They struggled with injuries to their central creators, though, with Matías Fernández playing only the opening game and Jorge Valdivia never fully fit. When Jean Beausejour, such an important figure in the way he linked midfield and forward lines on the left, was sent off in the group game against Peru —a crazy red card in a game of little consequence for either side — it left Chile severely handicapped for their quarter-final against Venezuela. What let them down, though, was their defending at set-pieces. Oswaldo Vizcarrondo headed Venezuela in front from Juan Arango's right-wing-free-kick just before half time and, although Chile equalised amid a barrage of second-half pressure in which Suazo and Valdivia both hit the woodwork, another free-kick from a similar position led to the goalkeeper Claudio Bravo spilling the ball for Gabriel Cichero to poke in a winner.

That night in San Juan, in a pure black sky — the clearness contributing to the severe cold — hung a huge, white, full moon. It seemed the perfect symbol for a weekend of lunacy in which each of the four quarter-finals had been won by the underdogs, even though they'd been outplayed in each game. The long-ball theorist Charles Reep spoke a lot of nonsense and his use of statistics was at times questionable, but one thing he did get right was that international tournaments are too short to be reliable guides to anything. One bad performance, one streak of misfortune, can be enough to break even the best sides. That weekend, in each of the four games, the better team lost.


The biggest of those shocks came in La Plata. Even after the fortuitous 2-2 draw in the group game against Paraguay, most expected Brazil to prevail. Paraguay bunkered in. They'd actually been relatively progressive in the group stage, as their coach Gerardo Martino —a former Bielsa player — tried to encourage them to play a high line. As injuries hit their attacking options, though, Paraguay's style became increasingly defensive, with Victor Caceres coming in for the much more creative Néstor Ortigoza at the back of the midfield. Brazil had chances, but found Villar in superb form and became increasingly vertical as the game went on.

That had been their problem whenever they'd played poorly; the 4-2-1-3 shape leaving Ganso isolated as the lone creator. When Brazil were at their best, in the first half of the group game against Paraguay, they'd had Jadson to his right in a 4-2-2-2, drawing defensive fire and giving him support and a square passing option. Quite why Jadson lasted only 45 minutes before being discarded is a mystery; the return of Robinho in a much higher right-sided role simply reinforced the problem. Mano Menezes, the Brazil coach, insisted this tournament was about preparation for 2014, an argument that, from him, at least makes a certain sense (with the reservation that three years in an awful long time in football) given that they have no qualifiers to play and thus no competitive football until the Confederations Cup in 2013. If Ganso learnt that the space and protection from referees he is afforded in Brazilian football don't exist at international level and if it was hammered home that he needs creative support, then the sacrifice of not playing a full-strength team may have been worth it. As it was, though, Brazil capitulated mentally, losing patience as they failed to break Paraguay down, and then missing all four penalties they took in the shoot-out.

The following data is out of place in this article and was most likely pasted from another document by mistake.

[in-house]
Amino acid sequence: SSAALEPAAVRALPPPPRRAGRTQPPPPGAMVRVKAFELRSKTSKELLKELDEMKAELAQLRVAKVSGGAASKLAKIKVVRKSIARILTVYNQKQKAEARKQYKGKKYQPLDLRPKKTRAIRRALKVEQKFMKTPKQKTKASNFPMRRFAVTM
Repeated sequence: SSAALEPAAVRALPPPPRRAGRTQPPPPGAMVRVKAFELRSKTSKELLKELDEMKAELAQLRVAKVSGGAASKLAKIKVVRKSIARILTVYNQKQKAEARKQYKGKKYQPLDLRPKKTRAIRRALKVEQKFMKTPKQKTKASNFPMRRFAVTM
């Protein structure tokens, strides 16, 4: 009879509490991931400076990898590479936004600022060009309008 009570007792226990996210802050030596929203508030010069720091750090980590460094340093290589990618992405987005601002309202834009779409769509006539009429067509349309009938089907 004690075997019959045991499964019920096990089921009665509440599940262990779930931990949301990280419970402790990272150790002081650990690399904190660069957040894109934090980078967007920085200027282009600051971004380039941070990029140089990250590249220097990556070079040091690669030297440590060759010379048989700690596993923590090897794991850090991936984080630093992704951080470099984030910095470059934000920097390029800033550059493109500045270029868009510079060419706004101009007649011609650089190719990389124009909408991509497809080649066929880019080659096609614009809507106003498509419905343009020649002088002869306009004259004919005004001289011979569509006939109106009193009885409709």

Peru's victory over Colombia, similarly, followed a game in which they had been outplayed for a significant period of the second half, during which spell Radamel Falcao missed a penalty and Dayro Moreno struck the post. When the Colombia goalkeeper Luis Martínez fumbled a cross in extra-time, William Chiroque rattled in a superb finish form the edge of the box, and superb hold-up play from Guerrero set up Vargas for another emphatic finish to settle the game.

The quarter-final that drew the most attention, though, was the one in Santa Fe between the hosts and Uruguay, both of them winners of the Copa América on 14 occasions. For 45 minutes, Argentina looked good. They struggled when facing set-plays, from the first of which Diego Pérez stabbed Uruguay into the lead, but their passing was as fluid and confident as it had been against Costa Rica. The question had been whether Argentina could reproduce that form against serious opposition and when Higuaín headed in Messi's cross to equalise, the answer seemed clear.

But then Pérez was sent off for a second yellow card. Argentina, perhaps, relaxed and Tabárez showed his genius: he moved Alvaro Pereira infield from the left to replace Pérez in the centre. That left the flank free, but with Messi persisting in cutting in, it didn't matter. Martin Caceres, the left-back, had only to deal with Argentina's right-back, Pablo Zabaleta, which he did comfortably. In goal, Fernando Muslera was inspired. As Argentina failed to find the winner, they grew frustrated, their play became more vertical, and the fouls and yellow cards mounted up. Javier Mascherano was unlucky in that his second yellow was for a nothing foul, but a red had been coming for somebody. As so often, it was the team who had weathered the storm, Uruguay, who won the shoot-out,' then pick up again from 'Muslera saving from Tevéz, whose kick was by some way the worst of the set. Messi, who had withstood tremendous pressure and an inordinate wait before converting his kick, was left lying face down on the grass, the picture of abjection. Nobody, surely, now believes that he doesn't care for his country.